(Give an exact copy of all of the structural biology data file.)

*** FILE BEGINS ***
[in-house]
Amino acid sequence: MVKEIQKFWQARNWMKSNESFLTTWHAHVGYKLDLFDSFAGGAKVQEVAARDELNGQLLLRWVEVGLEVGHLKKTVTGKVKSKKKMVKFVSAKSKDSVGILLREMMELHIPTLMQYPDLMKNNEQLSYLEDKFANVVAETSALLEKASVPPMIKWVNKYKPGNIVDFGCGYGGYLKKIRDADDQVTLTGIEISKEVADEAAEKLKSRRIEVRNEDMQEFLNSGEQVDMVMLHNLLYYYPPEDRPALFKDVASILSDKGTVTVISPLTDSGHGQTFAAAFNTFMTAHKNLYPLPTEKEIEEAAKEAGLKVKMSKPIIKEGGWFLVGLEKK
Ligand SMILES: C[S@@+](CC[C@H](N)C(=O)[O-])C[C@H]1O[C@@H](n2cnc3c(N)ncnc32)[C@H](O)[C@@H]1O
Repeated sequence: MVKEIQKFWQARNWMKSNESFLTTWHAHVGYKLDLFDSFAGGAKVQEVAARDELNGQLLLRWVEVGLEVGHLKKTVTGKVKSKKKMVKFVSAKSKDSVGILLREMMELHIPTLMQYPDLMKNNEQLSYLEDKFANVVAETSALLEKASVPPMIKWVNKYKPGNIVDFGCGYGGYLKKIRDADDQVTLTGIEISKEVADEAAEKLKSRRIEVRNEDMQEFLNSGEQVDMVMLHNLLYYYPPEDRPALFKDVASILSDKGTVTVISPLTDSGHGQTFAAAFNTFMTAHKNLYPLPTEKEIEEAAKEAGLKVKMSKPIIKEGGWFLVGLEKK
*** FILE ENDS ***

[in-house]
Amino acid sequence: MVKEIQKFWQARNWMKSNESFLTTWHAHVGYKLDLFDSFAGGAKVQEVAARDELNGQLLLRWVEVGLEVGHLKKTVTGKVKSKKKMVKFVSAKSKDSVGILLREMMELHIPTLMQYPDLMKNNEQLSYLEDKFANVVAETSALLEKASVPPMIKWVNKYKPGNIVDFGCGYGGYLKKIRDADDQVTLTGIEISKEVADEAAEKLKSRRIEVRNEDMQEFLNSGEQVDMVMLHNLLYYYPPEDRPALFKDVASILSDKGTVTVISPLTDSGHGQTFAAAFNTFMTAHKNLYPLPTEKEIEEAAKEAGLKVKMSKPIIKEGGWFLVGLEKK
Ligand SMILES: C[S@@+](CC[C@H](N)C(=O)[O-])C[C@H]1O[C@@H](n2cnc3c(N)ncnc32)[C@H](O)[C@@H]1O
Repeated sequence: MVKEIQKFWQARNWMKSNESFLTTWHAHVGYKLDLFDSFAGGAKVQEVAARDELNGQLLLRWVEVGLEVGHLKKTVTGKVKSKKKMVKFVSAKSKDSVGILLREMMELHIPTLMQYPDLMKNNEQLSYLEDKFANVVAETSALLEKASVPPMIKWVNKYKPGNIVDFGCGYGGYLKKIRDADDQVTLTGIEISKEVADEAAEKLKSRRIEVRNEDMQEFLNSGEQVDMVMLHNLLYYYPPEDRPALFKDVASILSDKGTVTVISPLTDSGHGQTFAAAFNTFMTAHKNLYPLPTEKEIEEAAKEAGLKVKMSKPIIKEGGWFLVGLEKK